I'm told the Guru baker arrives around midnight to start making the batter and the glazers come in around 3 am.  The donuts are ready for the early customers by 6 am.  Carrie, who works behind the counter said they sell about a thousand a day and occasionally run out.  She claimed it was difficult to work in the shop because she is so tempted to try everything.  I couldn't agree more.   

 ***

Guru Donuts and Boiise Fry Company
204 North Capitol Boulevard
Boise, Idaho
 

Sunday, August 16, 2015

Sensational Seafood Chowder and Lobster

I've been to Nova Scotia three times, and each visit gets better than the last. It’s a Canadian province on the east side of Maine, and the name means New Scotland.  I fly into the capital city of Halifax and find mystical greenery and shimmering blue lakes all around.  The people are friendly, the towns are clean, and visitors and residents find a diverse range of options and adventures. 
A Nova Scotia Lobster

One of the best things about going to Nova Scotia is the food, especially the lobster. On my latest trip I discovered that Nova Scotia is the largest exporter of lobsters and blueberries. 
Fresh blueberry pancakes with Maple Syrup

When in Canada, eat Canadian - right? So, many mornings I started my day with fresh blueberry pancakes topped with real maple syrup.

Seafood chowder became a lunch favorite and I some of the finest came from the Liscombe Lodge and Bistro East in Annapolis Royal. Temperatures in Nova Scotia run cooler than Florida, so I let every spoonful warm my body and soul. But, no wonder it's so filling, the recipe calls for heavy whipping cream, 2% milk, and butter.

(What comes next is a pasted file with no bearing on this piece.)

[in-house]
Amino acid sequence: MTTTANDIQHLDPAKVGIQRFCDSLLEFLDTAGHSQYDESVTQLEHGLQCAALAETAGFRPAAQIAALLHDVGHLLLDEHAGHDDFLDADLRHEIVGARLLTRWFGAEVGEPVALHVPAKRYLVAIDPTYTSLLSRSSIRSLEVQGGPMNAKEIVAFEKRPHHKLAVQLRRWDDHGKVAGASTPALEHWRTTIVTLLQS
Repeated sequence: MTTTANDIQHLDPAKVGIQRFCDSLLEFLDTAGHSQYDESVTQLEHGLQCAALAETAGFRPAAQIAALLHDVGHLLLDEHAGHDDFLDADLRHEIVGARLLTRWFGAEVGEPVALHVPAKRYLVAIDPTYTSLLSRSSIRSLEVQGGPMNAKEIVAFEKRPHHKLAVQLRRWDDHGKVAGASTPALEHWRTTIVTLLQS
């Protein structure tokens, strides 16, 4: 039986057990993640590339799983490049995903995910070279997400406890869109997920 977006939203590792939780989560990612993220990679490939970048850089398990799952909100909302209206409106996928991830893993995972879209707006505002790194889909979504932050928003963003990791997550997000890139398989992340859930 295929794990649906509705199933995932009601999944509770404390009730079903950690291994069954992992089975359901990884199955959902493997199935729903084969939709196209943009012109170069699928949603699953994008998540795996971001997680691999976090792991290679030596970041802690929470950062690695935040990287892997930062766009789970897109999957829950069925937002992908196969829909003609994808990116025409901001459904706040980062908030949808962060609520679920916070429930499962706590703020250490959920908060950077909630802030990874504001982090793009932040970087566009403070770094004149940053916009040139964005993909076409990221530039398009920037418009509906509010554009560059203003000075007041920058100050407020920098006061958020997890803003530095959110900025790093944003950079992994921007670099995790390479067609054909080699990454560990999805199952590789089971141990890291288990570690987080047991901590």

Seafood Chowder with Mussels

Lobster rolls rank high as another lunch treat and only one word is needed to describe them: YUM. No work involved, just lovely, large chunks of the cold-water crustacean with a light touch of mayo on a home baked roll.
A Luscious Lobster roll


The best meal, however, remains fresh, pipping-hot lobster pulled out of a large pot. When cooking, begin with one quart of water per pound and one tablespoon of salt if not using seawater. Figure on boiling 12 minutes per pound, but don’t count on it. Pull one of the antennae: if it comes out easily, lobster’s done. If not, keep boiling and steaming.
A Lobster goes into the cooking pot.

Remove from the pot and let your lobster cool a bit. Then twist or cut off the claws, crack with a nutcracker. Toss the body. Take the tail in hand, stretch and squeeze it then twist the meat out. Don't forget the meat inside the tail fan. Dip the pieces in melted butter and enjoy the luscious sweet taste.
Chef explains how to eat a lobster.

My dinner at the Liscombe Lodge included a perfect accompaniment: coleslaw. Chef Anne MacDougall added a light touch of mayonnaise and created a snappy tang between the vinegar and sugar, giving the slaw a sweet and sour flavor.  I enjoyed it so much I asked for the recipe and share it below.  She was also kind enough to include the seafood chowder recipe.
Everyone wears a bib when eating lobster.
Cheers!

Recipes from Anne MacDougall, chef, Liscombe Lodge Resort and Conference Center
A bowl of Coleslaw


Creamy Coleslaw, a favorite side with lobster
Makes one medium bowl

1 head cabbage, shredded
½ cup carrots, shredded
¾ cup mayonnaise
1 tbsp sugar**
1 tbsp white vinegar
1 tsp celery salt
Salt and Pepper to taste

Combine cabbage and carrots.
Whisk together mayo, sugar, vinegar and celery salt.
Add mayo mixture to cabbage and carrot mixture.
Add salt and pepper to taste.

** You may want to add more sugar if desired
I ate so much lobster, I turned into one.



Liscombe Lodge Seafood Chowder